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Movie Review : The Wailing (2016)

Movie Review : The Wailing (2016)

* a suggestion from Brian Evenson *

The oldest and most hackneyed horror movie premise is : a stranger arrives in a remote village, weird things start happening and townsfolk grow increasingly restless. I've seen it a thousand times and cannot imagine a spin off that idea which would actually interest me. Korean film director Hong-jin Na seemingly heard my dare through the "brosmos" in 2016 and decided to take me up on it, so he made The Wailing, an obscenely long, subtle and cerebral horror movie about a weird plague unleashed on a remote village soon after the arrival of a mysterious stranger. And you know what? It's pretty great. Perhaps it's a little too contemplative to be my film of the year, but it's genuinely eerie. 

The Wailing is the story of a police officer named Jong-goo (Do-won Kwak) investing the outbreak of a mysterious disease causing  its victims a rash and, inconveniently enough, spells of murderous rage. He is soon tipped on a suspicious Japanese stranger (Jun Kunimura) who recently moved on the outskirts of town by a young woman (Woo-hee Chun), which is corroborated by another witness who saw the man wandering naked in the forest and eating a freshly killed deer with his teeth. The case starts trickling into Jong-goo's life when he finds one of his daughter's shoes at the Japanese man's house and she begins to suffer the symptoms of the inexplicable disease. Jong-goo himself starts being affected by potent night terrors. What the fuck is going on, exactly? The Wailing blissfully dances around that question like a featherweight boxer for two hours and a half.

So, The Wailing is basically a zombie movie stripped of any sense of urgency. Since the cause of infection is never really revealed and that people suffering the disease tend to violently murder everyone they come up in contact with, survival is not the main concern here. The Wailing is asking more philosophical questions like: is the outbreak a disease or a curse? Is this natural or are we suffering some sort of cosmic retribution? Hong-jin Na, who wrote AND directed The Wailing, craftily blurs the line between the two explanations. Jong-goo becomes increasingly terrified that his daughter is under a supernatural spell, but cannot commit to either conventional medicine or shamanistic rituals in order to provide her help. When conventional medicine takes too long to heal her, he turns to a Shaman and when the Shaman's ritual goes into uncharted territory, he turns back to conventional medicine. Jong-goo cannot accept his own powerlessness over his daughter's fate, which turns out to be crucial not only for him, but for everybody involved.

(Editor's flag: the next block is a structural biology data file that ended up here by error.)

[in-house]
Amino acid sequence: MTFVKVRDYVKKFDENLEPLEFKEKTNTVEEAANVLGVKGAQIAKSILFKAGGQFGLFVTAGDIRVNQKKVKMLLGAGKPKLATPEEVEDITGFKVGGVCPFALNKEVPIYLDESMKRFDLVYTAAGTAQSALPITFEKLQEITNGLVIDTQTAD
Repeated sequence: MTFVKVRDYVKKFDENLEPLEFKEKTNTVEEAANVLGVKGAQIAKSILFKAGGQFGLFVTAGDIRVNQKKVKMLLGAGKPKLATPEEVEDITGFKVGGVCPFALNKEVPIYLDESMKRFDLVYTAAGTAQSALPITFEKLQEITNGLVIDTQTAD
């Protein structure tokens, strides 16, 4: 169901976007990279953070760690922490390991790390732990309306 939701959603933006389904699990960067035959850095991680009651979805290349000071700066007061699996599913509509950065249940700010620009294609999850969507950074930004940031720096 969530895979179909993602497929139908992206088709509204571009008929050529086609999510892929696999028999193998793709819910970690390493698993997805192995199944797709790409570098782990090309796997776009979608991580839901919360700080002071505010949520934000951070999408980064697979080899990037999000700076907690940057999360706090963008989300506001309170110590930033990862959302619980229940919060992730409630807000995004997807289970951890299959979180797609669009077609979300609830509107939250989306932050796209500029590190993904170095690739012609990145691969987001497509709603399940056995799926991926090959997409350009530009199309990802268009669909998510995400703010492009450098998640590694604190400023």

Korean movies are great at de-dramatizing certain concepts for maximum effect. This scene here was delightfully weird.

Korean movies are great at de-dramatizing certain concepts for maximum effect. This scene here was delightfully weird.

But I digress slightly here. What The Wailing is really about is defining goodness in the face of pure, unspeakable evil. There's a disease (or a curse, whatever) transforming people of the village into mindless murderer and every character of the movie is taking action against it and define their own "goodness": Jong-goo is looking to protect his family, the priest is looking to confront evil and take responsibility for other people's survival and well-being, other characters are looking to use violence to fight the evil off, etc. The characters of The Wailing are positioning themselves against this unknown threat for selfish, yet profoundly humane reasons and that existential response to "evil" is really what the movie is about. It might frustrate some moviegoers because it's anything but a straightforward narrative, but it interestingly enough asks questions horror movies don't usually bother with. And these are questions I wonder about all the time too, so I liked it a lot. I liked even more that it couldn't come up with a satisfying answer.

The Wailing is not your typical horror movie. It's a little too brainy and theoretical for that, but writer and director Hong-jin Na remains faithful to what makes contemporary Korean moviemaking great and eschews conventional narrative structures to deliver tension and scares at unpredictable moment. The movie keeps you in philosophical pondering for a moment and then BOOM, hits you with a great horror scene. It builds suspense by keeping you guessing rather than anticipating. I would recommend The Wailing to people looking for an unconventional moviegoing experience. People expecting a horror movie will probably find this one dull and underdone, but if you start looking at it without anticipating the finish line, it will reveal its bold and peculiar nature.

Choose the Next Movie I'll Watch...First Edition!

Choose the Next Movie I'll Watch...First Edition!

Book Review : Brian Evenson - The Open Curtain (2006)

Book Review : Brian Evenson - The Open Curtain (2006)